There was once a man who had a daughter who was called Clever Elsie. And when she had grown up her father said: 'We will get her married.'
'Yes,' said the mother, 'if only someone would come who would have her.' At length a man came from a distance and wooed her, who was called Hans; but he stipulated that Clever Elsie should be really smart.
Then Clever Elsie began to weep and said: 'If I get Hans, and we have a child, and he grows big, and we send him into the cellar here to draw beer, then the pick-axe will fall on his head and kill him.' Then she sat and wept and screamed with all the strength of her body, over the misfortune which lay before her.
If I get Hans, and we have a child, and he grows big, and has to draw beer here, the pick-axe will perhaps fall on his head, and kill him.' Then said the maid: 'What a clever Elsie we have!' and sat down beside her and began loudly to weep over the misfortune.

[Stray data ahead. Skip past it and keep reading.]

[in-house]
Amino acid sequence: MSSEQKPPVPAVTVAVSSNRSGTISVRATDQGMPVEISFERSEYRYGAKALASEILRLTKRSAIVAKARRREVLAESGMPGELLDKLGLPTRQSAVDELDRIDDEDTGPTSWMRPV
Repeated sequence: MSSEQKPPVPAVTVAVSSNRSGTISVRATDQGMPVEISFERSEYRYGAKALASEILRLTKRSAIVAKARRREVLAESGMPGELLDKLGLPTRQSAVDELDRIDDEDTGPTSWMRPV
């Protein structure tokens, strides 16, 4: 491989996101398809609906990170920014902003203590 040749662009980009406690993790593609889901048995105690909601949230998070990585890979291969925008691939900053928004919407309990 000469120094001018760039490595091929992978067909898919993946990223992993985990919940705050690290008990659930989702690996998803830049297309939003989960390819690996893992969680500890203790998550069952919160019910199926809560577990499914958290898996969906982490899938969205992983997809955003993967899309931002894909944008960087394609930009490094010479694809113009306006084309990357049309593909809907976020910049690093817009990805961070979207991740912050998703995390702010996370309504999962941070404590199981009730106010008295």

If I get Hans, and we have a child, and he grows big, and has to draw beer here, the pick-axe will fall on his head and kill him.' Then said the boy: 'What a clever Elsie we have!' and sat down by her, and likewise began to howl loudly.
"She was very straight about it, was Elsie. I can't say that she did not give me every chance of getting out of it if I wished to do so.
I showed it to Elsie, and down she dropped in a dead faint.
Who would have hurt little Elsie. I may have threatened her--God forgive me!--but I would not have touched a hair of her pretty head.
"If Elsie dies, I care nothing what becomes of me," said the American.
`Once upon a time there were three little sisters,' the Dormouse began in a great hurry; `and their names were Elsie
, Lacie, and Tillie; and they lived at the bottom of a well--'
"And did he not speak of me, Heyward?" demanded Alice, with jealous affection; "surely, he forgot not altogether his little Elsie